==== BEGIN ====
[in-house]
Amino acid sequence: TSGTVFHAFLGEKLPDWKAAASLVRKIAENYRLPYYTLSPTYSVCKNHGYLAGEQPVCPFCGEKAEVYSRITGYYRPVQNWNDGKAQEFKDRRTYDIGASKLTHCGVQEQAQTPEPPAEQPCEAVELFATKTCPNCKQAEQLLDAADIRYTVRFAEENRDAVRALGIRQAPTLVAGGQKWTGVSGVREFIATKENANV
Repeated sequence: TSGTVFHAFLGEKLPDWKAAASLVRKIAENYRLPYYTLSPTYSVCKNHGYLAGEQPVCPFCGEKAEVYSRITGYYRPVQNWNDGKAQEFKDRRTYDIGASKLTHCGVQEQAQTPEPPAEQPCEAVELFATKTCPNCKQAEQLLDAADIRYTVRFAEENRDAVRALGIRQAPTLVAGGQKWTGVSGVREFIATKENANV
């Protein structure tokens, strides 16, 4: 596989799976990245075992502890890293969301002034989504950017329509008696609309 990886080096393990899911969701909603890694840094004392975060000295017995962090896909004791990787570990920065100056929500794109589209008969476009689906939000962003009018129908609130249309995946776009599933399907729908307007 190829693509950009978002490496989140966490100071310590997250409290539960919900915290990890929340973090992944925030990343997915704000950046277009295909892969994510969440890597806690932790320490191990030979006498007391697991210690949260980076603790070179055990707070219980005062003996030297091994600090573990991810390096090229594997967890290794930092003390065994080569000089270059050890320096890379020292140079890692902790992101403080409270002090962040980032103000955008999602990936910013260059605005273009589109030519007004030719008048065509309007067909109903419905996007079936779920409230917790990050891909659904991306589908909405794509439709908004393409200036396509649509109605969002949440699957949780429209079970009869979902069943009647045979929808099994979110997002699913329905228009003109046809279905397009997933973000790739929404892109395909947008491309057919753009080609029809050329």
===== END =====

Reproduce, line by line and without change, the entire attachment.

[in-house]
Amino acid sequence: TSGTVFHAFLGEKLPDWKAAASLVRKIAENYRLPYYTLSPTYSVCKNHGYLAGEQPVCPFCGEKAEVYSRITGYYRPVQNWNDGKAQEFKDRRTYDIGASKLTHCGVQEQAQTPEPPAEQPCEAVELFATKTCPNCKQAEQLLDAADIRYTVRFAEENRDAVRALGIRQAPTLVAGGQKWTGVSGVREFIATKENANV
Repeated sequence: TSGTVFHAFLGEKLPDWKAAASLVRKIAENYRLPYYTLSPTYSVCKNHGYLAGEQPVCPFCGEKAEVYSRITGYYRPVQNWNDGKAQEFKDRRTYDIGASKLTHCGVQEQAQTPEPPAEQPCEAVELFATKTCPNCKQAEQLLDAADIRYTVRFAEENRDAVRALGIRQAPTLVAGGQKWTGVSGVREFIATKENANV
């Protein structure tokens, strides 16, 4: 596989799976990245075992502890890293969301002034989504950017329509008696609309 990886080096393990899911969701909603890694840094004392975060000295017995962090896909004791990787570990920065100056929500794109589209008969476009689906939000962003009018129908609130249309995946776009599933399907729908307007 190829693509950009978002490496989140966490100071310590997250409290539960919900915290990890929340973090992944925030990343997915704000950046277009295909892969994510969440890597806690932790320490191990030979006498007391697991210690949260980076603790070179055990707070219980005062003996030297091994600090573990991810390096090229594997967890290794930092003390065994080569000089270059050890320096890379020292140079890692902790992101403080409270002090962040980032103000955008999602990936910013260059605005273009589109030519007004030719008048065509309007067909109903419905996007079936779920409230917790990050891909659904991306589908909405794509439709908004393409200036396509649509109605969002949440699957949780429209079970009869979902069943009647045979929808099994979110997002699913329905228009003109046809279905397009997933973000790739929404892109395909947008491309057919753009080609029809050329």